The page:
- The Washington Times - Tuesday, October 16, 2001

What happens if you are one of the 40 million illiterate adults in America and can't write a note alerting your family of your unexpected departure? Or what if you're frantic about missing family members, but can't read the note they left informing you of their whereabouts?
Now more than ever, everyone needs to let someone else know where they are or supposed to be at all times. Now, more than ever, the ability to read and write is imperative.
One worthwhile agency in the city, the D.C. State Education Agency (SEA), is doing an impressive job in taking learning to the streets to extend literacy. "If you know, teach. If you don't know, learn," is the SEA's mantra.
Tomorrow, "the Transformer," a 37-foot high-tech Winnebago equipped with computers, HDTV and other adult-literacy learning tools, will be christened at the University of the District of Columbia, where SEA offices are housed. It's essentially a modern-day bookmobile that provides Internet access to adult learners, many of whom have said that learning to read has transformed their lives.
On Saturday, SEA sponsored the first 3K Walk For Literacy to raise funds for adult-education programs like the Transformer. Walkers appropriately started at the Martin Luther King Library downtown.
Last week, I was a guest lecturer in the "Writers and Readers" series at Sisterspace and Books attended by 50 students and teachers enrolled in SEA reading programs across the District.
In June, SEA sponsored a "Faith-Based Literacy Weekend," in which a dozen churches participated by preaching about illiteracy and the need for parishioners to get help or to assist.
During the Walk for Literacy, Rosalee Wallace, 68, of Northeast, told Denise Barnes of The Washington Times that she is enrolled in the SEA seniors' computer classes at UDC, which start a second session today.
"I wanted to stay in the learn, learn, learn mode," she said, particularly after her niece bought her a computer that she did not know how to operate.
Alberta Ross, 65, was one of three residents representing NCBA Estates on 14th Street NW. She had "zero knowledge" about computers and wanted to learn because "I needed to know what my grandchildren were doing on the computer," she said.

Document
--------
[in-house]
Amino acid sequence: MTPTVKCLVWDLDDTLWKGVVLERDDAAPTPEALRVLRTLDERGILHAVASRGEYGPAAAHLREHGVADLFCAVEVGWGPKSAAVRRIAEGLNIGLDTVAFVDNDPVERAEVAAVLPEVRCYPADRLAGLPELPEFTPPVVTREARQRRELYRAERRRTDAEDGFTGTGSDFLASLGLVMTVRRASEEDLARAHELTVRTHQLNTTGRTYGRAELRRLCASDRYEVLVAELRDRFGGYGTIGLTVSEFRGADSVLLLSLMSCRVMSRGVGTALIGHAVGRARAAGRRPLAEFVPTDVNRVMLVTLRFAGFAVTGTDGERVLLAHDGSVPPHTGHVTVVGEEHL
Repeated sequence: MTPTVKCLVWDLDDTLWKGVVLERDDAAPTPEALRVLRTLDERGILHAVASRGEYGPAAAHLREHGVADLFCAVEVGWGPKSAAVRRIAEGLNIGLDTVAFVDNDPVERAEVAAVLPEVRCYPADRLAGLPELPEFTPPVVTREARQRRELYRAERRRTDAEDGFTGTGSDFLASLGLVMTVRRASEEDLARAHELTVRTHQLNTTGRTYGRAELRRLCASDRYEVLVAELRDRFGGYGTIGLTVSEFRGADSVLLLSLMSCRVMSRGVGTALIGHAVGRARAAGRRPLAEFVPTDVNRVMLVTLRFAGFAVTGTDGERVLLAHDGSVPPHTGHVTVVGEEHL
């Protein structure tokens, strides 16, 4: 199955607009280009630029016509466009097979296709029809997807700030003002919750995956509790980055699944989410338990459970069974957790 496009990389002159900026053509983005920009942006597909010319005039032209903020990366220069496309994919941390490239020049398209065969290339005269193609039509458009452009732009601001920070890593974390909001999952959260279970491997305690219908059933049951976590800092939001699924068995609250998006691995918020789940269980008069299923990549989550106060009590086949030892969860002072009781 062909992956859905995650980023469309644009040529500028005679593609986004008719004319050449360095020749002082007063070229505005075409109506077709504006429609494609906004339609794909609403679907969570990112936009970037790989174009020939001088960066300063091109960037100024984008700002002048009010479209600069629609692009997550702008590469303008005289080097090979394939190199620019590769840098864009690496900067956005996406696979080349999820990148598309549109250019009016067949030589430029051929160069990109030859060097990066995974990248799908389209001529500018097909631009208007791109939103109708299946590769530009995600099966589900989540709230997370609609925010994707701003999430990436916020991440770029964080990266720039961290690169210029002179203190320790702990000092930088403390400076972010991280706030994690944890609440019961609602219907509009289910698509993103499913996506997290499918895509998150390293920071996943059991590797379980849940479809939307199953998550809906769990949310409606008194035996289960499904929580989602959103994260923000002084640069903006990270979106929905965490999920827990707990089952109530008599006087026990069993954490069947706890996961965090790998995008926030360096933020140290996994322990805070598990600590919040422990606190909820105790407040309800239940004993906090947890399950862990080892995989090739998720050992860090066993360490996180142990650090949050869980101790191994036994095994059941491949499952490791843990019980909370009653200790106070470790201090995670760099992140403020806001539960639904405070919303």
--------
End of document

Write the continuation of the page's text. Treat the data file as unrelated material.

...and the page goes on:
Anita Wilkins, 31, of Northeast, walked because she wanted to give something back to the program that has helped her. She said she was afraid to talk much or read aloud because she did not know how to use "big words."
Before enrolling in SEA classes, Ms. Wilkins would stare at words for a long time, which affected her reading. Now she enjoys reading so much, she spends a lot of her spare time browsing the shelves in Sisterspace and Books.
"We need to make adult literacy a priority," said SEA Director K. Brisbane. "The city needs to spend 10 times the $3 million spent last year in local and a federal money."
The SEA office was established with federal Adult Education and Family Literacy Act funds, but the District needs $32 million annually for its literacy services. Only 23 of the 80 adult-literacy programs receive local or federal support. In the 1999-2000 program year, $1.2 million or $371 per adult was spent on literacy services.
Thirty-seven percent of residents read at or below third-grade level.
City residents with low literacy skills are in dire need of resources for literacy programs, especially in light of recent events that have created a huge pool of unemployed, unskilled workers.
Employers report that the biggest barrier to hiring local adults is the lack of language and math skills. Job prospects for adults with low literacy skills are dramatically diminished.
Before learning to read, many illiterate adults were embarrassed about their lack of skills and lived in fear that their deficiencies would be discovered. As they gained knowledge, they gained self-esteem. And their level of literacy made a difference in their level of independence.
Volunteers are equally as important as donations for the 23 programs SEA conducts citywide. Many of the classes are held after traditional school hours, and 80 percent of adult-literacy teachers are volunteers.
SEA programs are offered no cost to those over 16 years of age, and some are designed to meet the needs of people who are homeless, have been institutionalized, have disabilities or speak English as a second language.
Aid is also critical now because of impending changes in the exam for the General Educational Development (GED) certificates.
The current GED test expires at the end of this year, and anyone who hasn't successfully completed all five sections of the test will lose their scores on the sections they have already completed. They will have to begin again with the new test, which begins Jan. 1. At least 5,000 D.C. residents are in that predicament, Ms. Brisbane said.
For more information on the District's literacy programs, call the SEA office at 202/274-7181.

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